The headline was inevitable: "What went wrong?"
Republicans plan to commence focus groups and voter-based polls to discover the mystery behind their loss. Having sat staring into space these past days, they now want to get to the bottom of it.
The bubble in which most politicians and their staffs live is not just a metaphor, apparently. The answer has been so obvious for so long and in so many ways, one has to wonder what these people read in their spare time? Old issues of Boys' Life?
If nothing else, one only had to look at the two political conventions. One was colorful, vibrant, excited and happy. The other was pale, moribund, staid and restrained. If the latter sounds like something in the final stages of life, you're not far off.
A couple of weeks before the election, I spoke to an audience of about 450 in Florida, the demographics of which were about 80 percent male, 90 percent Republican and, oh, about 99.9 percent white.
What could be more fun than that!
Alas, the bulk of my talk was criticism of the Republican Party. If Mitt Romney loses, I told them, it will be largely the fault of the party. As I spelled out the details, nary a creature was stirring. It was painfully quiet. Even my best jokes fell flat. Hey, guys, that was funny!
It was hard to tell whether they resented the messenger or whether they were trying to digest the unpalatable truth. Truth is often painful, and the days following President Barack Obama's re-election have been a salted slugfest. Amid the writhing, I rest my case.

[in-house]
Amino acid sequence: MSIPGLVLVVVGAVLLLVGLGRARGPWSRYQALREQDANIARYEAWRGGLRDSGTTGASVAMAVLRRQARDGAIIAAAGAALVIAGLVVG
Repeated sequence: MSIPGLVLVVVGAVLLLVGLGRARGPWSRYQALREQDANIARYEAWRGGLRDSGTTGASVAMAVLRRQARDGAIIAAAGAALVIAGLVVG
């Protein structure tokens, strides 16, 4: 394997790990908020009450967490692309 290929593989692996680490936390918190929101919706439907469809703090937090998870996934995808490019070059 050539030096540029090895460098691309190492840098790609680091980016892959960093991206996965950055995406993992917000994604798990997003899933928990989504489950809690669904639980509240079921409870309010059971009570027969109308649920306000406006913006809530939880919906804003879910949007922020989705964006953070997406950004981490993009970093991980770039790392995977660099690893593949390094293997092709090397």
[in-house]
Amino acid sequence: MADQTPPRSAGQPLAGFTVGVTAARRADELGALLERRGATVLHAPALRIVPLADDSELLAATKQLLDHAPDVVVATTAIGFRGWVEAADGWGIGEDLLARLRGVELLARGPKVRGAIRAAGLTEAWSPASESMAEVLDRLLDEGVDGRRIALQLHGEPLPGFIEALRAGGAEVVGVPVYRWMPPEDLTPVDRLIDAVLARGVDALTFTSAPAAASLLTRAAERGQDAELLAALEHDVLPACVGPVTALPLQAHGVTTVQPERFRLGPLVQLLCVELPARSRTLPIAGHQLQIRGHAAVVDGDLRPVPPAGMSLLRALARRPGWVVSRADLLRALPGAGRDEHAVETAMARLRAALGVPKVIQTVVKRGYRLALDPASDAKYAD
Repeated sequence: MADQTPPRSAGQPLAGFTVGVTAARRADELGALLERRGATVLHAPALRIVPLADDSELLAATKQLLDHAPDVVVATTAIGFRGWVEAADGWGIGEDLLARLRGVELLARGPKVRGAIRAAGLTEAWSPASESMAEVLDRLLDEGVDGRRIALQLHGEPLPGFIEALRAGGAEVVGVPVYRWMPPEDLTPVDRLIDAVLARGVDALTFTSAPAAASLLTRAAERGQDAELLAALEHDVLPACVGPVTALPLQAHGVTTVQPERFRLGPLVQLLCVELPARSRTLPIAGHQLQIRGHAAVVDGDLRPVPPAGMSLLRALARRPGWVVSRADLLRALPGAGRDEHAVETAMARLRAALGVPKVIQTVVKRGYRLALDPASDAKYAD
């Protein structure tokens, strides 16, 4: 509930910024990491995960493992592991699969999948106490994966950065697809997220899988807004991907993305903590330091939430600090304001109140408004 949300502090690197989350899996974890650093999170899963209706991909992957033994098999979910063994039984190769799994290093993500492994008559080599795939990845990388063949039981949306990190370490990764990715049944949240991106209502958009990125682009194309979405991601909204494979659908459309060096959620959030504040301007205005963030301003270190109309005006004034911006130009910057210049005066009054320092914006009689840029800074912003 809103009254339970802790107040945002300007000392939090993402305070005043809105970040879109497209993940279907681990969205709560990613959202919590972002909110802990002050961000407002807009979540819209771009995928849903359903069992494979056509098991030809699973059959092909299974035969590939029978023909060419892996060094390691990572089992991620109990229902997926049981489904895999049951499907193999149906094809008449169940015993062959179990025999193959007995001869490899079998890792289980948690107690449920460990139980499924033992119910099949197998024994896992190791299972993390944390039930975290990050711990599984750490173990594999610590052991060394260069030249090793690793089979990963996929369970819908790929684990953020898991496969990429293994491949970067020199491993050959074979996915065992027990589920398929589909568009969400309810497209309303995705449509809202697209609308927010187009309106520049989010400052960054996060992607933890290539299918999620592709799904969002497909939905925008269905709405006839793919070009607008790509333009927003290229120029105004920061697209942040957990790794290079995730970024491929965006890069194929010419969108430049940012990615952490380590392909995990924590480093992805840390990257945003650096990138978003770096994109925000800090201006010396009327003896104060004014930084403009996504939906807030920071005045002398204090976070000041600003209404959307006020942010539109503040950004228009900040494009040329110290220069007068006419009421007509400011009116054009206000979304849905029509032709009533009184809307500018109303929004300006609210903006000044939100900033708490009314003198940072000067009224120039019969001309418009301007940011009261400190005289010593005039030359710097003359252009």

Some Republicans stubbornly insist, of course, that the problem was that Romney wasn't conservative enough. Really? In his heart, this may be true. I never believed Romney was passionate about social issues. He embraced them because he had to, but had no intention of pursuing a socially conservative agenda.
But the real problem is the Republican Party, which would not be recognizable to its patron saint, Ronald Reagan. The party doesn't need a poll or a focus group. It needs a mirror.
The truth is, Romney was better than the GOP deserved. Party nitwits undermined him and the self-righteous tried to bring him down. The nitwits are well-enough known at this point -- those farthest-right social conservatives who couldn't find it in their hearts to keep their traps shut. No abortion for rape or incest? Sit down. Legitimate rape? Put on your clown suit and go play in the street.
Equally damaging were the primary leeches who embarrassed the party and wouldn't leave the stage. We're talking about you, Herman Cain. And Gov. Oops? You, too. And then there were Rick Santorum and Michele Bachmann, who never had a real shot at the nomination and certainly could never win a national election, yet they refused to surrender to the certain nominee.
More to the point, the GOP seems willfully clueless. There's a reason there are so few minorities in the party. There's a reason women scrambled to the other side. There's a reason Hispanics, including even Cuban-Americans this time, went for Obama.
The way forward is about love, not war, baby. Women's reproductive rights need to come off the table. Compassionate immigration reform, including a path to citizenship, should be the centerpiece of a conservative party's agenda.
Marginalize or banish those who in any way make African-Americans, gays, single women or any other human being feel unwelcome in a party that cherishes the values of limited government, low taxes and freedom. A large swath of conservative-minded Americans are Democrats and independents by default.
Mitt Romney would have been a fine president and might have won the day but for the party he had to please.
Kathleen Parker is a columnist for the Washington Post. Contact her at email@example.com.